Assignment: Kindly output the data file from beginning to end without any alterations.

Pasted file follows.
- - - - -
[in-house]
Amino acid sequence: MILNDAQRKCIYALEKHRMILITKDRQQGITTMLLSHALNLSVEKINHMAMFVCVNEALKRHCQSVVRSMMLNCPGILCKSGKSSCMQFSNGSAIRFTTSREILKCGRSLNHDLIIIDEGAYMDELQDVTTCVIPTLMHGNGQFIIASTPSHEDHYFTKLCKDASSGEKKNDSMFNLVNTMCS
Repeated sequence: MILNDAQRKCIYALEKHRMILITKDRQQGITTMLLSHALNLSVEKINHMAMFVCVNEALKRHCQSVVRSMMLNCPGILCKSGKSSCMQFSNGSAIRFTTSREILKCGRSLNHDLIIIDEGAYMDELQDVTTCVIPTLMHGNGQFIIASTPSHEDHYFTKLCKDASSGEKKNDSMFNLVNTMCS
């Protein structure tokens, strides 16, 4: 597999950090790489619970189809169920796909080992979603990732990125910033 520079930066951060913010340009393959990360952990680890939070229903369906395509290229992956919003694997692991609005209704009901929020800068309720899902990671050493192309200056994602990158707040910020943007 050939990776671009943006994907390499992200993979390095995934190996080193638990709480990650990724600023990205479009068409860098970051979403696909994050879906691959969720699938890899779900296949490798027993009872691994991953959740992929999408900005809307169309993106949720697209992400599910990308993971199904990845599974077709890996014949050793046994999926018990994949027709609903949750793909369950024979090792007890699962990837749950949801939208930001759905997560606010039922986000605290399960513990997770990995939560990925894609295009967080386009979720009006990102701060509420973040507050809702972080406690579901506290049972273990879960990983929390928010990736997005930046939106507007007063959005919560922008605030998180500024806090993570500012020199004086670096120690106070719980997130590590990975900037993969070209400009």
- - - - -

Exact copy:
[in-house]
Amino acid sequence: MILNDAQRKCIYALEKHRMILITKDRQQGITTMLLSHALNLSVEKINHMAMFVCVNEALKRHCQSVVRSMMLNCPGILCKSGKSSCMQFSNGSAIRFTTSREILKCGRSLNHDLIIIDEGAYMDELQDVTTCVIPTLMHGNGQFIIASTPSHEDHYFTKLCKDASSGEKKNDSMFNLVNTMCS
Repeated sequence: MILNDAQRKCIYALEKHRMILITKDRQQGITTMLLSHALNLSVEKINHMAMFVCVNEALKRHCQSVVRSMMLNCPGILCKSGKSSCMQFSNGSAIRFTTSREILKCGRSLNHDLIIIDEGAYMDELQDVTTCVIPTLMHGNGQFIIASTPSHEDHYFTKLCKDASSGEKKNDSMFNLVNTMCS
């Protein structure tokens, strides 16, 4: 597999950090790489619970189809169920796909080992979603990732990125910033 520079930066951060913010340009393959990360952990680890939070229903369906395509290229992956919003694997692991609005209704009901929020800068309720899902990671050493192309200056994602990158707040910020943007 050939990776671009943006994907390499992200993979390095995934190996080193638990709480990650990724600023990205479009068409860098970051979403696909994050879906691959969720699938890899779900296949490798027993009872691994991953959740992929999408900005809307169309993106949720697209992400599910990308993971199904990845599974077709890996014949050793046994999926018990994949027709609903949750793909369950024979090792007890699962990837749950949801939208930001759905997560606010039922986000605290399960513990997770990995939560990925894609295009967080386009979720009006990102701060509420973040507050809702972080406690579901506290049972273990879960990983929390928010990736997005930046939106507007007063959005919560922008605030998180500024806090993570500012020199004086670096120690106070719980997130590590990975900037993969070209400009």